The Turnbull Government will invest $2 million in new medical research to help find a cure for rare genetic epilepsy disorders.
I am pleased to make this announcement on Purple Day, a day dedicated to raising awareness about the impact of epilepsy.
Epilepsy is a chronic disorder of the brain that affects people of all ages, with around 250,000 Australians living with the condition.
This new funding will support our leading researchers to investigate genetic and other causes of epilepsy including the mutation of the Syngap gene, a rare neurological condition which can lead to epilepsy.
The SYNGAP-1 project will be the first project undertaken by the Australian Epilepsy Research Fund, and will be led by researchers from the respected Florey Institute of Neuroscience and Mental Health.
The Australian Epilepsy Research Fund has been established by the Epilepsy Foundation to provide Australians living with genetic and other types of epilepsy hope for the future through medical research.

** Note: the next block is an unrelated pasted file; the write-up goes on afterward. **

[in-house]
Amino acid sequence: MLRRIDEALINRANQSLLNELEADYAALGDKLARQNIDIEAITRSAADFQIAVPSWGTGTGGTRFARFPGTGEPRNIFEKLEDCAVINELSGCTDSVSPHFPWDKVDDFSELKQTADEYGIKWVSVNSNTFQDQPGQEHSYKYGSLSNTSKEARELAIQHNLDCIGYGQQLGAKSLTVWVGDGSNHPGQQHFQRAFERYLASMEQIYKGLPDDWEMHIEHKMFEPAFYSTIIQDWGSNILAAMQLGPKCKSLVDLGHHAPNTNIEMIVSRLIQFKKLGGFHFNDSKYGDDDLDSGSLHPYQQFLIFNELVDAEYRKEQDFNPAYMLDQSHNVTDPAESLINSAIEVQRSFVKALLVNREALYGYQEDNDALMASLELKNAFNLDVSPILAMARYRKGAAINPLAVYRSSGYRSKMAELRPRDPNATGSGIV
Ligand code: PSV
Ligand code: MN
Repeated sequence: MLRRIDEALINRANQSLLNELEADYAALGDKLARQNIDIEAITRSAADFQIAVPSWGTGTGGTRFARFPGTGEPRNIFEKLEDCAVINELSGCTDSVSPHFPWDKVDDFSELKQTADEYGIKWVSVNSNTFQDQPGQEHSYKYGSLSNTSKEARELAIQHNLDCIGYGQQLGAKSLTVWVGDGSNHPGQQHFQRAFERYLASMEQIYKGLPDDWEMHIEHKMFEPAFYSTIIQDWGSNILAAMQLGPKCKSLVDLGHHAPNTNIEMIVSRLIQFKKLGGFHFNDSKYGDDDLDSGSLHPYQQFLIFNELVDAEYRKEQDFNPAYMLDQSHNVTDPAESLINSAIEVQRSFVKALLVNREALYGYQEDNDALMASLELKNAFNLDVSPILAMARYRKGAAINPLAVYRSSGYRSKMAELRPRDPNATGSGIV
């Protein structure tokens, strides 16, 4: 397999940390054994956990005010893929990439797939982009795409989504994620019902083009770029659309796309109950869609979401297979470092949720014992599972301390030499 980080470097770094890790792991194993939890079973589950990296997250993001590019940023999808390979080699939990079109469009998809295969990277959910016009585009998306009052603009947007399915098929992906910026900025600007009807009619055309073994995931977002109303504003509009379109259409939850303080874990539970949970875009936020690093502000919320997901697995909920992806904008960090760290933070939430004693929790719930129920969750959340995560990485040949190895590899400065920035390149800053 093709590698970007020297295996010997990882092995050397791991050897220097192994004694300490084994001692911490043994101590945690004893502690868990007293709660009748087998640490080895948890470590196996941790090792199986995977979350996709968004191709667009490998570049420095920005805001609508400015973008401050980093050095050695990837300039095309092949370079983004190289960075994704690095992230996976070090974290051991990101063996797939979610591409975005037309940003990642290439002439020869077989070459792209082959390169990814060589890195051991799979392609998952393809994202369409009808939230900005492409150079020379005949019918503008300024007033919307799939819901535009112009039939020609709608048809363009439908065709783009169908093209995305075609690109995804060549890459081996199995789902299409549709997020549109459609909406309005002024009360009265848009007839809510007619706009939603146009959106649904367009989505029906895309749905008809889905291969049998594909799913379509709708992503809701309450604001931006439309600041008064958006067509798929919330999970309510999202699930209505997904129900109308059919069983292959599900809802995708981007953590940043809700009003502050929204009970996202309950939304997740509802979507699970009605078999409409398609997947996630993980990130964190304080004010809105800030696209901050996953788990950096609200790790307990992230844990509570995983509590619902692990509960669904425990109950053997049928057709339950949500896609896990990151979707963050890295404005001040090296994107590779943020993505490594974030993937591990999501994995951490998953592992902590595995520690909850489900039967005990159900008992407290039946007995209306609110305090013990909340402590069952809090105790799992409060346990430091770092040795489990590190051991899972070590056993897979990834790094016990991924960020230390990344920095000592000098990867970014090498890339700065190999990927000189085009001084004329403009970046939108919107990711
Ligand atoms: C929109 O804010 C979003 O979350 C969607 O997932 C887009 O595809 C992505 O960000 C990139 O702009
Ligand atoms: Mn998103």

The Epilepsy Foundation works with individuals and families, organisations and the community to increase people’s understanding of epilepsy.
I want to thank the Epilepsy Foundation for their tireless commitment in supporting people living with epilepsy and their families, and for their work to establish a medical research fund to fight epilepsy.
It is my hope that this funding contributes to a medical breakthrough that will improve the lives of people living with this condition.
Since 2013 the Coalition Government has invested more than $58 million for epilepsy research through the National Health and Medical Research Council (NHMRC).
The Turnbull Government spent more than $71 million on the PBS for medicines to treat epilepsy in 2016–17.
All Australians benefit from the investment in health and medical research.